The recipe I employ uses these ingredients-

Prime Rib

Olive Oil

Salt, Pepper and Cajun Seasoning

Potatoes

I rub the meat with olive oil and then sprinkle it with salt, pepper and whatever Cajun spice mixture I have on hand. My favorite seasoning is Paul Prudhomme’s “Steak Magic."

I set the oven to 325 degrees. I put the roast on a rack in a roasting pan. I cook it for exactly 22 minutes per pound. That goes for a roast that is 4 pounds or a hefty beast like an 8 pounder-22 minutes per pound at 325. Always. The results, as you witness below, are medium-rare.

The last hour and a half, (one hour isn’t enough time), the last hour and a half I put in some Russet potatoes that I’ve peeled and cut into large chunks. The potatoes have to be placed directly under the roast to catch all the beef drippings.

After about an hour, I’ll stir the potatoes in the roasting pan so they get thoroughly coated on all sides with the beef fat.

I let the roast rest for only 15 minutes once I’ve taken it out of the oven-wait longer than 15 minutes and the roast starts to get cold. I don't particularly care for cold Prime Rib on the "first cut." We'll have cold Prime Rib tommorrow.

So as you can see, the number of ingredients is simple. The cooking technique, while calling for some precise indications, is simple.

The results, in terms of taste, texture and pure deliciousness, are as complex as the most sumptuous haute cuisine you've ever tasted.

A Prime Rib Roast for the incredibly low price of merely $14.99 per pound. From the old-fashioned butchers at Egger's Meats, Spokane, Washington.

gallery_41580_4407_191451.jpg

A thick layer of fat is essential so that it bastes the roast as it cooks-and drips glossy fat down on the potatoes. Good butcher shops respect a layer of fat on a Prime Rib.

Do not, under any circumstances, cut the rib bones off the roast and then tie them back on. The bones add flavor, which is lost if you cut them off and then "tie" them back on the roast. The strings you see here are only used to bundle the roast together and to hold the fat cap in place.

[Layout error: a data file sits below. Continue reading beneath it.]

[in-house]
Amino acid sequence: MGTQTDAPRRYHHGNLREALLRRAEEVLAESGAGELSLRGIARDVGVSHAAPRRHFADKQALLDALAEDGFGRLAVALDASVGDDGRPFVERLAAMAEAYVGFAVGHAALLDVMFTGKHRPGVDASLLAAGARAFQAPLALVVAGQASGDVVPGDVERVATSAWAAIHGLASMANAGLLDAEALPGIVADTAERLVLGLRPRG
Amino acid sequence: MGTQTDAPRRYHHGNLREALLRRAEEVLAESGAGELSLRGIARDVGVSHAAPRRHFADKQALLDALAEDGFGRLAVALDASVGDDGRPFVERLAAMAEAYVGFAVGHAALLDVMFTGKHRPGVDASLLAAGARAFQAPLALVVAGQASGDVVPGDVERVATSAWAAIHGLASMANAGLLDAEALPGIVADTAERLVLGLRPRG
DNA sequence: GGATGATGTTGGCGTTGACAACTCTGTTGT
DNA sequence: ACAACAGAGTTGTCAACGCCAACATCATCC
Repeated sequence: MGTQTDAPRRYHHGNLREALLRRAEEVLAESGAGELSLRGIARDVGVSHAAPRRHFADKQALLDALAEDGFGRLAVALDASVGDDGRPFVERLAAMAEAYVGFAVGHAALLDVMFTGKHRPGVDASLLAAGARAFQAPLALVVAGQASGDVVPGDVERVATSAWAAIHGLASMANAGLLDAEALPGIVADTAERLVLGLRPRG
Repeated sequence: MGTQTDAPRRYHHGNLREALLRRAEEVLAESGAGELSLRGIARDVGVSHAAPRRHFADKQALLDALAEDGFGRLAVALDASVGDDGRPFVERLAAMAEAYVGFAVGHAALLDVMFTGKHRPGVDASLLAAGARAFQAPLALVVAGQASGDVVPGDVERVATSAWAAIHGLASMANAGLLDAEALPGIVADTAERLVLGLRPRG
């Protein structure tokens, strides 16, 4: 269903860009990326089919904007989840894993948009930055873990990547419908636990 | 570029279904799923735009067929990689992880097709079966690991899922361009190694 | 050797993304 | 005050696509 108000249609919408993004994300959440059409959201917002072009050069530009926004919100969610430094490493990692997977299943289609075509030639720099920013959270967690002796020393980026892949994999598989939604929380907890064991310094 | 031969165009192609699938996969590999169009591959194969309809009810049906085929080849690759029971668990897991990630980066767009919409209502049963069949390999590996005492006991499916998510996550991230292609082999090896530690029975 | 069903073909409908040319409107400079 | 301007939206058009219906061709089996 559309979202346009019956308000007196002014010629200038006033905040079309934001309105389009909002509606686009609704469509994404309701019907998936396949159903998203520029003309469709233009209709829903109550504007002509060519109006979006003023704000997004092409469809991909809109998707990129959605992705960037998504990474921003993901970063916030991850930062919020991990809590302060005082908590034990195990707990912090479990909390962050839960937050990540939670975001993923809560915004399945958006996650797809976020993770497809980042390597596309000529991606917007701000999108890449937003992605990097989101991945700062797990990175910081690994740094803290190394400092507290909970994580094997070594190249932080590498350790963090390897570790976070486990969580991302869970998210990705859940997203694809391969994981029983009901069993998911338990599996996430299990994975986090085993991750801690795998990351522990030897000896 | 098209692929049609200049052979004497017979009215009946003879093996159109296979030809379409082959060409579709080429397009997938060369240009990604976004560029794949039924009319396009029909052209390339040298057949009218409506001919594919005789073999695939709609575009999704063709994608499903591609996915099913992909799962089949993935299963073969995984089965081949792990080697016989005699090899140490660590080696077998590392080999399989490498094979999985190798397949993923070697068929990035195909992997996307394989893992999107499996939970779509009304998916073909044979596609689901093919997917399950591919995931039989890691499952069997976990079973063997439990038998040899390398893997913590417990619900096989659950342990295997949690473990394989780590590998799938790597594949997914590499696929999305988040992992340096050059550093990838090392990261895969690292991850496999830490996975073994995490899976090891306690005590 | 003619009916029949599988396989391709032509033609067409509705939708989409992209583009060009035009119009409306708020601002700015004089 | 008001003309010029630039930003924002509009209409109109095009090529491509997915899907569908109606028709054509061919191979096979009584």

gallery_41580_4407_222851.jpg

Now why would we want to fool with cooking this beauty any other way than plain, simple, oven-roasting?

gallery_41580_4407_125774.jpg

Out of the oven-a delicious, caramelized, crispy crust and a roast oozing juices.

gallery_41580_4407_126709.jpg

A thick slab of USDA Prime Beef and Crisp Potato Wedges roasted in beef fat.

gallery_41580_4407_149777.jpg

The gravy, made with pan juices and thickened with a bit of cream and accented with fresh herbs, is only window-dressing for fussy eaters who think Prime Rib should be coated in a sauce. I could care less about a sauce. Just give me the meat-it already has natural sauce.

As the family is sleeping off dinner, the true Prime Rib Connoisseur will steal themselves into the kitchen and gnaw on the roasted bones of the roast-the most delicious part of a Prime Rib.


Edited by David Ross (log)

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David, I'm not sure why you think bones can't contribute flavor if they've been separated from the meat. I suppose it's possible, but it's not intuitive, and I'd like to witness a side-by-side comparison before subscribing to it.

There's one good reason I can think of to leave the bones attached: if you plan to serve the meat on the bones. This is a delcious option, but whether or not you choose to depends on your esthetics, and also on logistics. You're pretty much stuck with serving a huge bone-in rib steak per guest if you do this! Maybe it's a good option in the midwest.